HISD Needs a Houston Insider

Paul T. Hill
Portrait: Paul T Hill
Paul T. Hill Founder - The Center on Reinventing Public Education, Research Professor - The University of Washington Bothell, Former Nonresident Senior Fellow - The Brookings Institution

January 7, 2001

Superintendent Rod Paige’s nomination as secretary of education is good news for the country, but it poses a serious challenge for Houston. Can the city build on the progress Paige has made? Or will Houston join other cities in a cycle of short-term superintendencies and prematurely abandoned initiatives?

If it goes the way of many other cities, Houston will ignore what has been accomplished to date. It will hire someone who knows little about Houston but is a caring person of the right race, gender or ethnicity. It will hang all hopes on that person until he or she annoys an important interest group. Then it will endure a period of declining support and dashed hopes, leading to the superintendent’s resignation or a board-initiated buy-out. Then, after only two or three years, it will start all over again.

This can all be avoided if the board and community acknowledge that something important has happened in Houston and resolve to keep it going. Thanks to Rod Paige’s leadership, and to a school board that has held a steady course for years, Houston is making progress.

As led by Paige, Houston school reform starts with the truth: Many children are not being adequately prepared to participate fully in the community’s economic and political life, and some schools are not capable of preparing children to meet this standard.

Paige’s strategy seeks to strengthen schools in three ways:

  • First by increasing principals’ and teachers’ freedom of action, so that they can use their time and talents effectively for the individual students they serve.

Second, by refocusing the central office away from regulating schools and toward helping them.

Third, by making accountability real. Paige and the Houston school board leave high-performing schools alone. They find help for schools earnestly struggling to improve. And they create alternatives for children in failed schools.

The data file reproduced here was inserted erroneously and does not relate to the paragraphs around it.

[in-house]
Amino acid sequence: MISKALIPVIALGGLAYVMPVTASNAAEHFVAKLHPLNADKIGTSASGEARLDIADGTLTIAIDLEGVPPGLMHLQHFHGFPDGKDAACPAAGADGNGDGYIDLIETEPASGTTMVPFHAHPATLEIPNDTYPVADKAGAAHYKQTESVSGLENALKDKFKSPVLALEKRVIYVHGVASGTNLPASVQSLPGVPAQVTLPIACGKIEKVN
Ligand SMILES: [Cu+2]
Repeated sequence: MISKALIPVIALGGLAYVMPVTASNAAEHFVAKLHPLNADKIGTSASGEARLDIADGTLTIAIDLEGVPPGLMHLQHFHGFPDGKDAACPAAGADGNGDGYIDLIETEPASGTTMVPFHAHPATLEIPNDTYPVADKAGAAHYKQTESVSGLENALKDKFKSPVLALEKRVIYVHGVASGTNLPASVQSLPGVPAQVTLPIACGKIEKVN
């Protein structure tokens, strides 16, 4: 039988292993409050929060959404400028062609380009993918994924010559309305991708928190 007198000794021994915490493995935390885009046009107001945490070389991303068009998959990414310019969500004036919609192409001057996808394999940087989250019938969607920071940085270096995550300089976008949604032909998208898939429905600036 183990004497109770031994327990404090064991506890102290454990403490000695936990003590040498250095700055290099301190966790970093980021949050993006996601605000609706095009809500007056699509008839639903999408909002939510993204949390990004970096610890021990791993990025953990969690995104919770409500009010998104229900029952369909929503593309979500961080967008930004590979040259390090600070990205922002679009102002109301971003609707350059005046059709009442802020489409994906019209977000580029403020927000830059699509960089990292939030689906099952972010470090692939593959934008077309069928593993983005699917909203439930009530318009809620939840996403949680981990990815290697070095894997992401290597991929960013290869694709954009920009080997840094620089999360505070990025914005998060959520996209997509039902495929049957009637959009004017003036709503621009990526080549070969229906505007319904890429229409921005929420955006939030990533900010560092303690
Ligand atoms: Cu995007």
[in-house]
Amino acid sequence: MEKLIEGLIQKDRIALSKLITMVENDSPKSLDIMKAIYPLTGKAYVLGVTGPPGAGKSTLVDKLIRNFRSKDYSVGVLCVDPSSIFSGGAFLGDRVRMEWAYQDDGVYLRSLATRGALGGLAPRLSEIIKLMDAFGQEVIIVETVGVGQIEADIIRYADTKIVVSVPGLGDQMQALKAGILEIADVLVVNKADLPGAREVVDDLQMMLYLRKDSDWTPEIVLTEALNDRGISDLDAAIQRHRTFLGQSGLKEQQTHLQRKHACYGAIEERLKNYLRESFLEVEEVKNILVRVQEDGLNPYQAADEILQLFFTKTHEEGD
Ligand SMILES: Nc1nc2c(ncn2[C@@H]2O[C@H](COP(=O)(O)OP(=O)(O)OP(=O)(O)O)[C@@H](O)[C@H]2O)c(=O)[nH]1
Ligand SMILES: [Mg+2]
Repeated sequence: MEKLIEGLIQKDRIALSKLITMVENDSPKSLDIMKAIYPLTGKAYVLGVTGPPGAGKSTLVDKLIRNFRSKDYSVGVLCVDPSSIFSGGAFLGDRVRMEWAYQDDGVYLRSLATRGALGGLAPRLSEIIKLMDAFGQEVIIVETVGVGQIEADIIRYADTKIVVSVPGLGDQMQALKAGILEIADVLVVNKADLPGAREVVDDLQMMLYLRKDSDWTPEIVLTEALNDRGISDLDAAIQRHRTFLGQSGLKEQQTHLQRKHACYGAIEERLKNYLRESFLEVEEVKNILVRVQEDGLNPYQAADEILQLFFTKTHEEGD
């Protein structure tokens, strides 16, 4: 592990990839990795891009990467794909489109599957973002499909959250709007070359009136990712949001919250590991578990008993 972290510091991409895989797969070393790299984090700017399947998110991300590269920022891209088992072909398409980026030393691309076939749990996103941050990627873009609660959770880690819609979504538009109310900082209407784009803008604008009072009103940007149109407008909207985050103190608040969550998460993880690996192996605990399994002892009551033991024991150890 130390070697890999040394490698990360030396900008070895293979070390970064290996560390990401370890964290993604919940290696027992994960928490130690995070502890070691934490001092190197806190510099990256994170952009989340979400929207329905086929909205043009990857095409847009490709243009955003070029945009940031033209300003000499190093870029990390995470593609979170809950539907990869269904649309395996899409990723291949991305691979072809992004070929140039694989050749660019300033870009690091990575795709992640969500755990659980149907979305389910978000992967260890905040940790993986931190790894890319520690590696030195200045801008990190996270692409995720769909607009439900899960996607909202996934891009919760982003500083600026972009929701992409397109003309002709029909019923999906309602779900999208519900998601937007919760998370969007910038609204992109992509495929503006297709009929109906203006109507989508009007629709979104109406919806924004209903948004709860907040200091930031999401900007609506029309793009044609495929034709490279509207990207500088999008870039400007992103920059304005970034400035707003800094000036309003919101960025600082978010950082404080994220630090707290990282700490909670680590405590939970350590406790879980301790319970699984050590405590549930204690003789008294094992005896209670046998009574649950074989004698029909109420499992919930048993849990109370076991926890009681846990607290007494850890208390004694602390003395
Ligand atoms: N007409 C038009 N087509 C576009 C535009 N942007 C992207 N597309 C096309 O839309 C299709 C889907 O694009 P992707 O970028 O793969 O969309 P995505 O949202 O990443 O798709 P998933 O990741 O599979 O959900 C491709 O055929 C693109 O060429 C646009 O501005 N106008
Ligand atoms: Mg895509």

Decentralization in Houston’s public schools is like decentralization in business. Leaders at the top of the system take responsibility for ensuring that dollars are allocated fairly and schools that need help get it. If there are shortages of key resources like good teachers, the system develops new suppliers. As long as principals and teachers use their time and expertise effectively, top leaders do not try to control everything that happens.

Houston’s strategy has endured because Paige and others didn’t hide failures, but learned from them. Faced with evidence that the first efforts to decentralize school budgets led to inequitable results, or that the alternative certification program was not producing good teachers, Paige made changes and got it right. In that way, the basic strategy (and the leaders who supported it) could both survive and continue to make progress.

HISD’s school reform strategy can continue after Paige’s departure. But it won’t happen by accident. As my colleagues and I have learned from our studies of education reform in big cities across the country, abandonment and chaos are normal. Sustaining a coherent strategy takes serious work on the part of the city’s political, ethnic, business and foundation leaders.

Superintendent selection is too important to be left to the school board alone. The city’s top leaders need to insist that the next superintendent be recruited to follow and improve upon the existing reform strategy. Any materials used to solicit applications must make clear that HISD’s is not a generic superintendency: there is a reform strategy in place and a new person must continue it. People who do not approve of the existing strategy, or who would
be unhappy following a course already laid down, should not apply. Finalists for the superintendency should demonstrate that they understand what has been done to date and why. They should be evaluated on their grasp of the strategy and on the plausibility of their ideas about how to continue and strengthen it.

If the Houston community is really serious about continuing Paige’s strategy, it will not recruit an outsider. It will persuade a prominent Houstonian – one who already knows the city well and has his or her own local political connections – to take the job. The person can come from inside the school system or from another walk of life, like Paige and San Diego’s highly effective superintendent Alan Bersin, a former federal district attorney. What matters is his or her ability to lead in the Houston context.

Paige’s local knowledge and established connections with key groups have contributed enormously to the effectiveness and staying power of the current reform. A new superintendent without these advantages will face an uphill fight accomplishing anything, whether sustaining the current reform or leading in some other direction.

Business and political leaders also need to work on the city’s behalf in Austin, lobbying for the amendments and waivers to regulations necessary to allow Houston public schools to fulfill Paige’s vision of an all-charter district with school-level control of hiring, administrative structures, use of time and spending.

If local civic leaders can take on these tasks, Houston can avoid being the only city in America that loses when Rod Paige becomes secretary of education.